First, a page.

Philosophy pursues questions in every dimension of human life, and its techniques apply to problems in any field or study or endeavor. It is a reasoned pursuit of fundamental truths, a quest for understanding, a study of principles and conduct. Philosophy seeks to establish standards of evidence, to provide rational methods of resolving conflicts and of evaluating ideas. Philosophy develops the capacity to see the world from the perspective of other persons and other cultures; and it deepens one's sense of the meaning and varieties of human experience.
Camaraderie, faculty attention, and choice of programs are just a few reasons students choose to major in philosophy at Hofstra and to pair it with other studies.
Hofstra offers a BA or BS in Philosophy; a BA in Pre-health with a concentration in Philosophy; and minors in Ethics, Philosophy; Philosophy of Law; Philosophy, Society and Business; Cognitive Science and Data Analysis and Scientific Reasoning.
The Student Experience
Philosophy’s atmosphere is collegial, tight-knit and intellectually-stimulating atmosphere. We host regular events involving philosophical discussion, including presentations by philosophers and other professionals, discussions on specific topics or films, informal gatherings, and an annual philosophy conference at which students present their own work. We have an active Philosophy Club and a chapter of the Phi Sigma Tau honor society.
Meet Your Professors
The Philosophy faculty are scholars actively engaged in research. Animal studies and environmental ethics, feminism, scientific reasoning and data analysis, philosophy of law and religion, and metaphysics are just some of their areas of expertise.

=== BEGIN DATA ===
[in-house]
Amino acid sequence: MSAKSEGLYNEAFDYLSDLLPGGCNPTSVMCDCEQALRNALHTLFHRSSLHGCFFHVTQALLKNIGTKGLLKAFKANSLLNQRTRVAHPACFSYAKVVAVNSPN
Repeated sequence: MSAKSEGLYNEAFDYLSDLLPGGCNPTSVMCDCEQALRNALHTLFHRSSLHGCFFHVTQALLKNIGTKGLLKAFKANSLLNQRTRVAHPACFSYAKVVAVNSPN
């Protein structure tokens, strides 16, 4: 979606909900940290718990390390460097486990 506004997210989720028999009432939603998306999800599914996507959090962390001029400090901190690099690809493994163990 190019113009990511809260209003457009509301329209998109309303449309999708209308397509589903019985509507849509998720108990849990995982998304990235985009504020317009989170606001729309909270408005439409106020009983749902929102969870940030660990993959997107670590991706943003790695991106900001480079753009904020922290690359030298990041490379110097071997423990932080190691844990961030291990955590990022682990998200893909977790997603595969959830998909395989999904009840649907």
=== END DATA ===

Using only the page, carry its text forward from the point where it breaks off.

In their classes, you’ll examine fundamental issues such as the nature of truth, existence, justice, goodness, beauty, and knowledge. Through courses in ancient, modern and contemporary philosophy, you will become a creative problem solver who can make sense of complex information in a modern world.
Did You Know?
Philosophy majors outperform most other majors on all graduate exams, such as LSATs, GREs, GMATs, and MCATs. Because it sharpens comprehension and reasoning skills, it’s considered one of the best kept secrets when it comes to preparing for admittance to law school and medical school.
Students of philosophy go on to become business and political leaders, lawyers, doctors, writers, filmmakers, judges, and many other things.
Famous people who have studied philosophy include US Secretary of Transportation Pete Buttigieg; Supreme Court Justice David Souter; PayPal co-founder Peter Thiel; best-selling author, journalist, and lawyer Glenn Greenwald; former NBA coach Phil Jackson; actors Harrison Ford and Susan Sarandon; filmmaker Ethan Coen; comedians The Lucas Brothers, Stephen Colbert, Ricky Gervais and Jimmy Kimmel; and many others.
Having a major in philosophy on your resume broadcasts to employers that you are a bright, hard worker who is well-versed in history and the challenges of our time. You are someone who asks questions when warranted and can engage in healthy debate. You also know how to research and present complicated information.
A Hofstra philosophy degree opens doors to prestigious career opportunities. Recent alumni are working at JPMorgan Chase & Co. the U.S. House of Representatives, the Crohn's & Colitis Foundation, Northwell Health, Penn State University, the U.S. Army, Catholic Charities of the Archdiocese of New York, and Vivint, Inc.
Philosophy majors outperform most other majors on the GREs (they are high performers in both the verbal and analytical reasoning sections), the LSATs, the MCATs, and the GMATs, according to Educational Testing Services. Hofstra graduates who have opted to pursue advanced degrees are doing so at the University of Luxembourg, King's College London, Loyola University, New School, Trinity College, University of Connecticut, CUNY Hunter College, Villanova University, and Georgia State University.